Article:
Between this and the terrible flu and my new terrible schedule, I'm finding it hard to write productively.  I'm looking for a way to snap out of this slump.

One thing I'm trying is I now get do all my prep work and paperwork at school. This is easy to do, since I have three days on campus, most of which time is spent in my office -- not teaching, I mean. (I can't go home since Dr. Skull and I have only one car, and he's almost always at work on these days. He drops me off at 7:00 a.m. and picks me up at 4:00.)

Another thing I'm trying is to just write SOMETHING every day, even if it's just a paragraph.

I need more strategies, though.

Saturday, March 03, 2018

Saturday Links

I am very nearly recovered from that horrible flu, but very nearly ain't 100%. All y'all stay well out there.

Have some links for your Saturday:

Probably only language nerds will love this as much as I do

I am too amused

Incorrect theories

Yet another way Trump is destroying the country

And here too

This is the new favorite argument from the alt.right -- and it's entirely incorrect, as anyone who knows anything about the Holocaust actually knows

Long read, but excellent, on why the alt.right racists are wrong about their IQ "science."

I can't stop laughing (NSFW):

Tuesday, February 27, 2018

Crumbs from the Tax Scam

As I already noted, my big prize from Trump's yuuuuge tax cut for "middle class families" is just over $30/month, which will be eaten up by the increases in healthcare costs that resulted from his gutting of Obamacare.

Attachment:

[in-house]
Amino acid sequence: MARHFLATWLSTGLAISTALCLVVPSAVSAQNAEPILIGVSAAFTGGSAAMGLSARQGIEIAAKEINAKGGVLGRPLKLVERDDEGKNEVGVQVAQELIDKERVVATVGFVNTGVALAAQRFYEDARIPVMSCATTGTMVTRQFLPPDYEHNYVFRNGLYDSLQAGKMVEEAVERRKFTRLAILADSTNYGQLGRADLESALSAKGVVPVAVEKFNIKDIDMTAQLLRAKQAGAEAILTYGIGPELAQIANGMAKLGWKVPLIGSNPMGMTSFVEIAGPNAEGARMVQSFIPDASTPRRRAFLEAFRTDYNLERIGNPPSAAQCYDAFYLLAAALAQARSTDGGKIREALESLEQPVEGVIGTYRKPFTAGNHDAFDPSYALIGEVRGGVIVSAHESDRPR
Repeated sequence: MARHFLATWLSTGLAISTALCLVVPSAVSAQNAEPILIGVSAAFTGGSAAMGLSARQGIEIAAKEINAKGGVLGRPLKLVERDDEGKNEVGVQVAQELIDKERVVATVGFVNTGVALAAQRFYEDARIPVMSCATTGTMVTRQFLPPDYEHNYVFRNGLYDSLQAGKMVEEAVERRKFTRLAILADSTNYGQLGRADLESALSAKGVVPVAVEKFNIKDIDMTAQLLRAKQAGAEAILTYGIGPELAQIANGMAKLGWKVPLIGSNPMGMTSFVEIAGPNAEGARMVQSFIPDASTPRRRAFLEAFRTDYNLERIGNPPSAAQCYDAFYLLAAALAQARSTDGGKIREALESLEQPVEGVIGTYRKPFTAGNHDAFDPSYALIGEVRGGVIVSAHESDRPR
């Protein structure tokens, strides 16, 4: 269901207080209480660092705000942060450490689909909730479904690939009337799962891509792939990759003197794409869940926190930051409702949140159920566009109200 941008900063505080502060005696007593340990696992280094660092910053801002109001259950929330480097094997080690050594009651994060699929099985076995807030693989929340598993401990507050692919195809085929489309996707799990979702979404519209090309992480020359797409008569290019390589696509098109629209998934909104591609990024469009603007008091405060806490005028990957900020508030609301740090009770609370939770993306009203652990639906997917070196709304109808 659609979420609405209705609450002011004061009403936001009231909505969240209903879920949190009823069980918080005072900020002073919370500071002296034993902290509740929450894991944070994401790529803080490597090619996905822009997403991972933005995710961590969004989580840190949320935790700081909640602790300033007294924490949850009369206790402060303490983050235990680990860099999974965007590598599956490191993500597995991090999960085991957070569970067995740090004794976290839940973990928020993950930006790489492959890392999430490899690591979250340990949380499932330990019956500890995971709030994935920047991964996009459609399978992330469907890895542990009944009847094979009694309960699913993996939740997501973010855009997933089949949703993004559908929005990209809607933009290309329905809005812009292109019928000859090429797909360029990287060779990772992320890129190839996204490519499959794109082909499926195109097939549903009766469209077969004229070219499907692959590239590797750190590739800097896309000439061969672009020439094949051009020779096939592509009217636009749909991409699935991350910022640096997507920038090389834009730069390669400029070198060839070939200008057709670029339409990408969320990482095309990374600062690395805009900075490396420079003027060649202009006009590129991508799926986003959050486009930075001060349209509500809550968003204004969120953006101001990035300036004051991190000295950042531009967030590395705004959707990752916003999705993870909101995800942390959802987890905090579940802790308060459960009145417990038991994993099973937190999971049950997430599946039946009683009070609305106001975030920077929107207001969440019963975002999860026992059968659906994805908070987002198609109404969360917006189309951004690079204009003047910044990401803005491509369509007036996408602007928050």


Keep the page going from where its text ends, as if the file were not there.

Sunday, February 25, 2018

What I'm Reading

I had the flu (I'm almost over it), and I always read a lot when I'm sick, since I usually can't do much except that and sleep.

So I've plowed through more than the usual number of books lately. Some are re-reads -- re-reading for comfort when sick is also a habit of mine.

But here are the new books:

Saturday, February 24, 2018

Wow! BIG TAX BREAK! Thanks, Donald!

I've seen my first post-tax scam paycheck, and Donald Trump, our benevolent overlord, has saved me just over $30 dollars.

That's over $350/year!

What wealth! What riches! I'm definitely switching my vote to GOP over this!

Friday, February 23, 2018

Links for Your Friday

I'm down with the flu, and have been for about three days now (the past days are a blur). Today I feel a bit better, though I am still swaddled up in blankets and drinking hot tea. At least I'm not coughing non-stop, with bones that feel like hot iron.

Have some links:

Your go-to link when someone repeats the vile lie that "most" or "all" mass shooters are Democrats (I've seen this one several time, over the Right side of the net).

Gun-myths shot down

Rod Dreher is still unhinged

I was dying on President's Day, but this is interesting

I already mentioned this, but in case you missed it